A Writerís Main Selling Tool Ė The Synopsis
By Marcella Kampman © 2003
Synopsis writing is the single most important "selling"
tool of the writerís trade. You may have written the next bestseller,
but if you canít get your synopsis past the editor then no one will
ever find out.
You have to learn to write the best synopsis you can in order to
impress the editor enough to ask for your manuscript so that she will
buy it enabling you to become that best selling author. Itís that
simple. See, Iíve just given you your own goal, motivation and
conflict. Now all you have to do is find that of your story.
Start with a hook. Itís that basic little sentence that tells all
in a nutshell. You must be able to sum up your story in just a couple of
lines, preferably under thirty-five words. If you donít know what your
story is about, then how will you hope to convince others that itís
worth their time and effort? Take your storyís premise and turn it
into an interesting hook designed to grab the editorís attention. For
example, weíll use the basic premise from "The Wizard of
Oz" by L. Frank Baum. An angs-ridden teenage girl gets blown
far away from home in a tornado to a strange new land where she must
overcome several obstacles before she learns the true value of family in
order to return home.
The first and foremost question you must answer in order to find your
story premise is not what but who is this story about?
Remember, people enjoy reading about people. Yes, the plot details are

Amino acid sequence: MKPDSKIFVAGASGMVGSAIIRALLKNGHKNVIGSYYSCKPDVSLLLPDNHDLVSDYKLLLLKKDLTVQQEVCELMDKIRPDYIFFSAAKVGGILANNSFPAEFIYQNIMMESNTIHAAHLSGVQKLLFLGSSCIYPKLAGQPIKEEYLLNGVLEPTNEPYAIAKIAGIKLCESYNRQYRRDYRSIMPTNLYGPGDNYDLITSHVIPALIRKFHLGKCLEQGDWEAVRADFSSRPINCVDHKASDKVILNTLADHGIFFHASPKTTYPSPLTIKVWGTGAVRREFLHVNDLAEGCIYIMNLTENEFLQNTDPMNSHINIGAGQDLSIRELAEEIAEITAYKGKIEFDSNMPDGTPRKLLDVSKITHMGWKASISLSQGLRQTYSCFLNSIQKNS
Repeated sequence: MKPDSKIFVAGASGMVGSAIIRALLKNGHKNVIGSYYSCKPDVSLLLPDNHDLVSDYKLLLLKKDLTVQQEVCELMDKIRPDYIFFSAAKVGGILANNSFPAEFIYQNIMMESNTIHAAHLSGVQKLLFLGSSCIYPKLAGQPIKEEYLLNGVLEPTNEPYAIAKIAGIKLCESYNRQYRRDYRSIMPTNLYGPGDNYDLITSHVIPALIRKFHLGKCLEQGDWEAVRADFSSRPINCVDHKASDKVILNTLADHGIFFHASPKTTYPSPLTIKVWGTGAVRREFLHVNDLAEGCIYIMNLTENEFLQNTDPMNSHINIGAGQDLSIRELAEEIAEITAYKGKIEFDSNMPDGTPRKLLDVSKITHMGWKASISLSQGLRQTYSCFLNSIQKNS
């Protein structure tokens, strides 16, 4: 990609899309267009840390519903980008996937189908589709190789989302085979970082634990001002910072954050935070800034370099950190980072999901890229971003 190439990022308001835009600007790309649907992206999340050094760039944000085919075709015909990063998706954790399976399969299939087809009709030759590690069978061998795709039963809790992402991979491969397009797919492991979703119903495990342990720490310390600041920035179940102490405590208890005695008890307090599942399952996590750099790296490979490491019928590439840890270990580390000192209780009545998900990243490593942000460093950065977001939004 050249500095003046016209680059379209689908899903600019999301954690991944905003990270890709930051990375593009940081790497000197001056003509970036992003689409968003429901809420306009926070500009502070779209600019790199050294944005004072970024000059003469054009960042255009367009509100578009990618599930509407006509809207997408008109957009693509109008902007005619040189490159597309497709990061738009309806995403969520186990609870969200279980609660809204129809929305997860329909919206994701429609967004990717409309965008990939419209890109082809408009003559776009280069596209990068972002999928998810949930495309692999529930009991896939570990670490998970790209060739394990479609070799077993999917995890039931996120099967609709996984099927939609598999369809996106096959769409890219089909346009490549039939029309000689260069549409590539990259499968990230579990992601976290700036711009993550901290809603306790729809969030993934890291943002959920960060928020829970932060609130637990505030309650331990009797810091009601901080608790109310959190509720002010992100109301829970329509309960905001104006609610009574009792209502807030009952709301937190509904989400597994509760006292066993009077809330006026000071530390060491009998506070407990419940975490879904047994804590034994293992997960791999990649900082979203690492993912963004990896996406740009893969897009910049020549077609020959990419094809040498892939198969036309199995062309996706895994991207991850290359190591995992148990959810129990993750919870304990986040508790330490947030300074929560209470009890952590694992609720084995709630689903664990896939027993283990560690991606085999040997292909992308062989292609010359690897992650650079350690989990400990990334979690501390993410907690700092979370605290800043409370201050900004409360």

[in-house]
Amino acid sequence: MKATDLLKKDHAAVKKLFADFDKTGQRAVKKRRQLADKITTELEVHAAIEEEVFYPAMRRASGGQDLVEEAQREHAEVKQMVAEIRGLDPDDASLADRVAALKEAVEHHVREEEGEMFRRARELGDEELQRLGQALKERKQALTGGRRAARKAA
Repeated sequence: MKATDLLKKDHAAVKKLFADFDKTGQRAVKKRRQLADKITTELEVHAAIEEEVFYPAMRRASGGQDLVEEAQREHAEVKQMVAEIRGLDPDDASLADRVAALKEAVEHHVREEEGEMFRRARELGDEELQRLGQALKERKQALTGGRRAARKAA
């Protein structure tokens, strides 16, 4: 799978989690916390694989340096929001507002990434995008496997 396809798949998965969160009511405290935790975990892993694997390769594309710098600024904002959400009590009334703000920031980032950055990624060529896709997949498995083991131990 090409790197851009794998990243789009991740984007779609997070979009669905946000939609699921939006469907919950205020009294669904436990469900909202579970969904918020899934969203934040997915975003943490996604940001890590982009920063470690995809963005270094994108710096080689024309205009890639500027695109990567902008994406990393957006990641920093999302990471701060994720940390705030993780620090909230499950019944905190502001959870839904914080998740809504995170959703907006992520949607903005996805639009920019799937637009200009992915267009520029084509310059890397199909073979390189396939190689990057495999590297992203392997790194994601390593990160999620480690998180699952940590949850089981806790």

important as they are what drive the story onward, but place more
emphasis on the protagonistís reactions to what's going on in the
plot, as it is her actions that ultimately becomes the fuel powering the
way the plot turns.
After your hook give a brief description of your main characters.
This description should include each of their goals, motivations, and
conflicts or barriers that will keep them from achieving their
respective goals. There is no need to go into such depth of detail on
any secondary characters unless they bear a direct impact on the main
protagonist, such as the villain. Remember, conflict will arise from all
of your characters wanting something different.
Now, just by enhancing the initial premise even more, we get the
makings of an actual short synopsis Ė Dorothy, an angs-
ridden teenager who feels out-of-place in her ordinary world and is
contemplating running away from home, gets blown far away from her aunt
and uncleís farm in a tornado to a magical, strange new land. In order
to find her way back home she must seek aid from a wizard. On her way to
the wizardís castle she saves three strange beings, who are all in
some peril or other, and she convinces them to join her and seek help
for their troubles from the same wizard. The wizard sends them on a
quest first, to bring him the wicked witchís broomstick. Only then
will be grant what each desires. The witch, meanwhile, has her own
agenda, to get from Dorothy her ruby slippers, which will in turn give
her the power to become the strongest witch in all the land. Together,
Dorothy and her three friends successfully complete their quest, but not
before undergoing several exciting and harrowing adventures. They
vanquish the witch and return victorious to the wizard, only to find
that he never had the power to grant their wishes. After he deserts her
in the strange and magical land, Dorothy realizes that with the aid of